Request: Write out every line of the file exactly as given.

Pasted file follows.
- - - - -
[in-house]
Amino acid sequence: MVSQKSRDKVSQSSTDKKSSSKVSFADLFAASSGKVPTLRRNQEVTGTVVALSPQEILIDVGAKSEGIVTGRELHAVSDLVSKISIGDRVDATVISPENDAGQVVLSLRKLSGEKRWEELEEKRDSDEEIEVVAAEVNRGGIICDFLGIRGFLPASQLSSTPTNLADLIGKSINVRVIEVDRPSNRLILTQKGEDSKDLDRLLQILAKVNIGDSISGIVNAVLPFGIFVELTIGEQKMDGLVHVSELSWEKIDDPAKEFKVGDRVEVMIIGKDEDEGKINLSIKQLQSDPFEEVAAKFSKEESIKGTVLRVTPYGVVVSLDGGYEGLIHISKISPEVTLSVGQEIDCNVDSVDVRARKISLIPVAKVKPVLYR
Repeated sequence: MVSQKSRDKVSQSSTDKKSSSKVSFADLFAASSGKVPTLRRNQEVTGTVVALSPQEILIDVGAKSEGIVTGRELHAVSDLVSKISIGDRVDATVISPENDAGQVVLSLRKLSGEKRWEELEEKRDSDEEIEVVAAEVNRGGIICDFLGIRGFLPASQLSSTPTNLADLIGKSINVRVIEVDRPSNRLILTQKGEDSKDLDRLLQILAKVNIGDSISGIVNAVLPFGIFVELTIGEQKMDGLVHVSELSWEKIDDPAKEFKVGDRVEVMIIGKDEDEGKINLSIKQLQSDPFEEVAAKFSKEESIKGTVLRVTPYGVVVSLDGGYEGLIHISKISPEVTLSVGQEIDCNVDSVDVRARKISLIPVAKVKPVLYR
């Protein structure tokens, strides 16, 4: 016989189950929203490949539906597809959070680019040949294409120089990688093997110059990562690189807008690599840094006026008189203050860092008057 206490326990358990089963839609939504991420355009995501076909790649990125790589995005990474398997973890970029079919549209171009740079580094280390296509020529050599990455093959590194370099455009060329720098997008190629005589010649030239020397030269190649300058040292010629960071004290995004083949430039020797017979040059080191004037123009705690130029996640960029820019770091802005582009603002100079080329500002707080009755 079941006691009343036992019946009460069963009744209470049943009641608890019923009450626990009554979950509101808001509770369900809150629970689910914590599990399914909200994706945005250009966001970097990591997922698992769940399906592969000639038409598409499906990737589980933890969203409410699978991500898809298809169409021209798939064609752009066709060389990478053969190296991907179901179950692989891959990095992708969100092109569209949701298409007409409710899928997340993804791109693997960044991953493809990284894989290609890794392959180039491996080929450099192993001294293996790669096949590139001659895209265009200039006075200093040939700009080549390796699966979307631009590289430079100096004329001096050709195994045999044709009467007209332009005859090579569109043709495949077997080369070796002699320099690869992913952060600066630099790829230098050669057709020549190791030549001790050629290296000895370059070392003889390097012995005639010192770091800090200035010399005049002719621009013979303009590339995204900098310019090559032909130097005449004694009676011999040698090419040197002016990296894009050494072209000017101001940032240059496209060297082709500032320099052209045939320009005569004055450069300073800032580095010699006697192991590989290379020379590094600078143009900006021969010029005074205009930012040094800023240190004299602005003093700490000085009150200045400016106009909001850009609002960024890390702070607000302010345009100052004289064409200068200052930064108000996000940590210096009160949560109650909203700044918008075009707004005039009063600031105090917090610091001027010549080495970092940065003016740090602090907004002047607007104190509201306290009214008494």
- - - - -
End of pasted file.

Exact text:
[in-house]
Amino acid sequence: MVSQKSRDKVSQSSTDKKSSSKVSFADLFAASSGKVPTLRRNQEVTGTVVALSPQEILIDVGAKSEGIVTGRELHAVSDLVSKISIGDRVDATVISPENDAGQVVLSLRKLSGEKRWEELEEKRDSDEEIEVVAAEVNRGGIICDFLGIRGFLPASQLSSTPTNLADLIGKSINVRVIEVDRPSNRLILTQKGEDSKDLDRLLQILAKVNIGDSISGIVNAVLPFGIFVELTIGEQKMDGLVHVSELSWEKIDDPAKEFKVGDRVEVMIIGKDEDEGKINLSIKQLQSDPFEEVAAKFSKEESIKGTVLRVTPYGVVVSLDGGYEGLIHISKISPEVTLSVGQEIDCNVDSVDVRARKISLIPVAKVKPVLYR
Repeated sequence: MVSQKSRDKVSQSSTDKKSSSKVSFADLFAASSGKVPTLRRNQEVTGTVVALSPQEILIDVGAKSEGIVTGRELHAVSDLVSKISIGDRVDATVISPENDAGQVVLSLRKLSGEKRWEELEEKRDSDEEIEVVAAEVNRGGIICDFLGIRGFLPASQLSSTPTNLADLIGKSINVRVIEVDRPSNRLILTQKGEDSKDLDRLLQILAKVNIGDSISGIVNAVLPFGIFVELTIGEQKMDGLVHVSELSWEKIDDPAKEFKVGDRVEVMIIGKDEDEGKINLSIKQLQSDPFEEVAAKFSKEESIKGTVLRVTPYGVVVSLDGGYEGLIHISKISPEVTLSVGQEIDCNVDSVDVRARKISLIPVAKVKPVLYR
């Protein structure tokens, strides 16, 4: 016989189950929203490949539906597809959070680019040949294409120089990688093997110059990562690189807008690599840094006026008189203050860092008057 206490326990358990089963839609939504991420355009995501076909790649990125790589995005990474398997973890970029079919549209171009740079580094280390296509020529050599990455093959590194370099455009060329720098997008190629005589010649030239020397030269190649300058040292010629960071004290995004083949430039020797017979040059080191004037123009705690130029996640960029820019770091802005582009603002100079080329500002707080009755 079941006691009343036992019946009460069963009744209470049943009641608890019923009450626990009554979950509101808001509770369900809150629970689910914590599990399914909200994706945005250009966001970097990591997922698992769940399906592969000639038409598409499906990737589980933890969203409410699978991500898809298809169409021209798939064609752009066709060389990478053969190296991907179901179950692989891959990095992708969100092109569209949701298409007409409710899928997340993804791109693997960044991953493809990284894989290609890794392959180039491996080929450099192993001294293996790669096949590139001659895209265009200039006075200093040939700009080549390796699966979307631009590289430079100096004329001096050709195994045999044709009467007209332009005859090579569109043709495949077997080369070796002699320099690869992913952060600066630099790829230098050669057709020549190791030549001790050629290296000895370059070392003889390097012995005639010192770091800090200035010399005049002719621009013979303009590339995204900098310019090559032909130097005449004694009676011999040698090419040197002016990296894009050494072209000017101001940032240059496209060297082709500032320099052209045939320009005569004055450069300073800032580095010699006697192991590989290379020379590094600078143009900006021969010029005074205009930012040094800023240190004299602005003093700490000085009150200045400016106009909001850009609002960024890390702070607000302010345009100052004289064409200068200052930064108000996000940590210096009160949560109650909203700044918008075009707004005039009063600031105090917090610091001027010549080495970092940065003016740090602090907004002047607007104190509201306290009214008494």